The HTML APPLET Tag - | Study Material, Lecturing Notes, Assignment, Reference, Wiki description explanation, brief detail |

Chapter: Java The Complete Reference - The Java Library - The Applet Class

The HTML APPLET Tag

As mentioned earlier, at the time of this writing, Oracle recommends that the APPLET tag be used to manually start an applet when JNLP is not used.

The HTML APPLET Tag

 

As mentioned earlier, at the time of this writing, Oracle recommends that the APPLET tag be used to manually start an applet when JNLP is not used. An applet viewer will execute each APPLET tag that it finds in a separate window, while web browsers will allow many applets on a single page. So far, we have been using only a simplified form of the APPLET tag. Now it is time to take a closer look at it.

The syntax for a fuller form of the APPLET tag is shown here. Bracketed items are optional.

 

< APPLET

 

[CODEBASE = codebaseURL] CODE = appletFile

[ALT = alternateText]

 

[NAME = appletInstanceName] WIDTH = pixels HEIGHT = pixels

[ALIGN = alignment ]

 

[VSPACE = pixels] [HSPACE = pixels]

 

> 

 

[< PARAM NAME = AttributeName VALUE = AttributeValue>] [< PARAM NAME = AttributeName2 VALUE = AttributeValue>]

 

. . .

 

[HTML Displayed in the absence of Java] </APPLET>

 

Let’s take a look at each part now.

 

CODEBASE  CODEBASE is an optional attribute that specifies the base URL of the applet code, which is the directory that will be searched for the applet’s executable class file (specified by the CODE tag). The HTML document’s URL directory is used as the CODEBASE if this attribute is not specified.

 

CODE  CODE is a required attribute that gives the name of the file containing your applet’s compiled .class file. This file is relative to the code base URL of the applet, which is the directory that the HTML file was in or the directory indicated by CODEBASE if set.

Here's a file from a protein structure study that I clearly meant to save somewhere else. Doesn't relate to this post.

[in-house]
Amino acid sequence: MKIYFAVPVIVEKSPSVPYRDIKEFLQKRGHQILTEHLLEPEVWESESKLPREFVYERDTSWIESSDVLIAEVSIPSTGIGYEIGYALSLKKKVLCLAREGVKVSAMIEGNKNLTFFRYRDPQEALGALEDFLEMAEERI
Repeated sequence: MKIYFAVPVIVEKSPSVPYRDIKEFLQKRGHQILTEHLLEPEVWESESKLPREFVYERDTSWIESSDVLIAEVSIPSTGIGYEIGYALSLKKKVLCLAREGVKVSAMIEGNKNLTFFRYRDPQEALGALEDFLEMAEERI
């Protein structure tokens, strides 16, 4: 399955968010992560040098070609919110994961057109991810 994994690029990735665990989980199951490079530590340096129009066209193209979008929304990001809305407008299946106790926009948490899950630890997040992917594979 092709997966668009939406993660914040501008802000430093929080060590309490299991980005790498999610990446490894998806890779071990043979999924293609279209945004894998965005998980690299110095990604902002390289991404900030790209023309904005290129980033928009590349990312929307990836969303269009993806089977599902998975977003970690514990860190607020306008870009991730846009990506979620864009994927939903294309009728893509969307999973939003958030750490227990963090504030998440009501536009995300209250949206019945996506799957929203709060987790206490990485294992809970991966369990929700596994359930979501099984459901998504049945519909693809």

ALT  The ALT tag is an optional attribute used to specify a short text message that should be displayed if the browser recognizes the APPLET tag but can’t currently run Java applets. This is distinct from the alternate HTML you provide for browsers that don’t support applets.

 

NAME  NAME is an optional attribute used to specify a name for the applet instance. Applets must be named in order for other applets on the same page to find them by name and communicate with them. To obtain an applet by name, use getApplet( ), which is defined by the AppletContext interface.

 

WIDTH and HEIGHT  WIDTH and HEIGHT are required attributes that give the size (in pixels) of the applet display area.

 

ALIGN  ALIGN is an optional attribute that specifies the alignment of the applet. This attribute is treated the same as the HTML IMG tag with these possible values: LEFT, RIGHT, TOP, BOTTOM, MIDDLE, BASELINE, TEXTTOP, ABSMIDDLE, and ABSBOTTOM.

 

VSPACE and HSPACE  These attributes are optional. VSPACE specifies the space, in pixels, above and below the applet. HSPACE specifies the space, in pixels, on each side of the applet. They’re treated the same as the IMG tag’s VSPACE and HSPACE attributes.

 

PARAM NAME and VALUE  The PARAM tag allows you to specify applet-specific arguments. Applets access their attributes with the getParameter( ) method.

 

Other valid APPLET attributes include ARCHIVE, which lets you specify one or more archive files, and OBJECT, which specifies a saved version of the applet. In general, an APPLET tag should include only a CODE or an OBJECT attribute, but not both.

 

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